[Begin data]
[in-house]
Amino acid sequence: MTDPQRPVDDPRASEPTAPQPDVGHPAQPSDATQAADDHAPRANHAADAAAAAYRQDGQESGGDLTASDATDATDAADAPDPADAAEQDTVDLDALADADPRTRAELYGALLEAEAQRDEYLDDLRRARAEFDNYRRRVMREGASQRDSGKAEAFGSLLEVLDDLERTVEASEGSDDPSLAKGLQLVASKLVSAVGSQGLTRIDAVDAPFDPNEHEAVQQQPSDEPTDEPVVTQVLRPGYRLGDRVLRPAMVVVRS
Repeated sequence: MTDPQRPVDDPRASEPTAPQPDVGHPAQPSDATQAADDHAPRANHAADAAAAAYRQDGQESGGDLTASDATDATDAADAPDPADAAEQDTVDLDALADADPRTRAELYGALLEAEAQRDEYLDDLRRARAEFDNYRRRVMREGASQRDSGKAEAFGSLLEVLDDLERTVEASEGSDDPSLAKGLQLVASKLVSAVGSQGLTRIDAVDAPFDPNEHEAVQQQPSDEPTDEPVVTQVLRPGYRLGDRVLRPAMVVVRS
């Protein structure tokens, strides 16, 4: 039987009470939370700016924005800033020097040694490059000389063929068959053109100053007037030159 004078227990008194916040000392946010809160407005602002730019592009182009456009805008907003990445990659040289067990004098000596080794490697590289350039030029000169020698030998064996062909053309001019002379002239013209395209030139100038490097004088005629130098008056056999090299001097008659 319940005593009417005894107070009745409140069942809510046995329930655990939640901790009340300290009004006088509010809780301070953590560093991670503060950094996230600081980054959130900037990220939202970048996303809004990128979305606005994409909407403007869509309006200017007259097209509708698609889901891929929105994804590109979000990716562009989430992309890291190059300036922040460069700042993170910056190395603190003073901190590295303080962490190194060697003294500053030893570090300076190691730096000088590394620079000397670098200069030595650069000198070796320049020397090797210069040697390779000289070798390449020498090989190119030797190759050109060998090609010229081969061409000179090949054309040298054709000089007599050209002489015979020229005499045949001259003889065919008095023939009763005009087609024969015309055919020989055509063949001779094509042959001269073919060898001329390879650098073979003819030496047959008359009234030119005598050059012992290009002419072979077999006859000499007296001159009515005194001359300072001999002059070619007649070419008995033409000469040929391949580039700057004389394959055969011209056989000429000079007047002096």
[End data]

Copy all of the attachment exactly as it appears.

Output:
[in-house]
Amino acid sequence: MTDPQRPVDDPRASEPTAPQPDVGHPAQPSDATQAADDHAPRANHAADAAAAAYRQDGQESGGDLTASDATDATDAADAPDPADAAEQDTVDLDALADADPRTRAELYGALLEAEAQRDEYLDDLRRARAEFDNYRRRVMREGASQRDSGKAEAFGSLLEVLDDLERTVEASEGSDDPSLAKGLQLVASKLVSAVGSQGLTRIDAVDAPFDPNEHEAVQQQPSDEPTDEPVVTQVLRPGYRLGDRVLRPAMVVVRS
Repeated sequence: MTDPQRPVDDPRASEPTAPQPDVGHPAQPSDATQAADDHAPRANHAADAAAAAYRQDGQESGGDLTASDATDATDAADAPDPADAAEQDTVDLDALADADPRTRAELYGALLEAEAQRDEYLDDLRRARAEFDNYRRRVMREGASQRDSGKAEAFGSLLEVLDDLERTVEASEGSDDPSLAKGLQLVASKLVSAVGSQGLTRIDAVDAPFDPNEHEAVQQQPSDEPTDEPVVTQVLRPGYRLGDRVLRPAMVVVRS
């Protein structure tokens, strides 16, 4: 039987009470939370700016924005800033020097040694490059000389063929068959053109100053007037030159 004078227990008194916040000392946010809160407005602002730019592009182009456009805008907003990445990659040289067990004098000596080794490697590289350039030029000169020698030998064996062909053309001019002379002239013209395209030139100038490097004088005629130098008056056999090299001097008659 319940005593009417005894107070009745409140069942809510046995329930655990939640901790009340300290009004006088509010809780301070953590560093991670503060950094996230600081980054959130900037990220939202970048996303809004990128979305606005994409909407403007869509309006200017007259097209509708698609889901891929929105994804590109979000990716562009989430992309890291190059300036922040460069700042993170910056190395603190003073901190590295303080962490190194060697003294500053030893570090300076190691730096000088590394620079000397670098200069030595650069000198070796320049020397090797210069040697390779000289070798390449020498090989190119030797190759050109060998090609010229081969061409000179090949054309040298054709000089007599050209002489015979020229005499045949001259003889065919008095023939009763005009087609024969015309055919020989055509063949001779094509042959001269073919060898001329390879650098073979003819030496047959008359009234030119005598050059012992290009002419072979077999006859000499007296001159009515005194001359300072001999002059070619007649070419008995033409000469040929391949580039700057004389394959055969011209056989000429000079007047002096």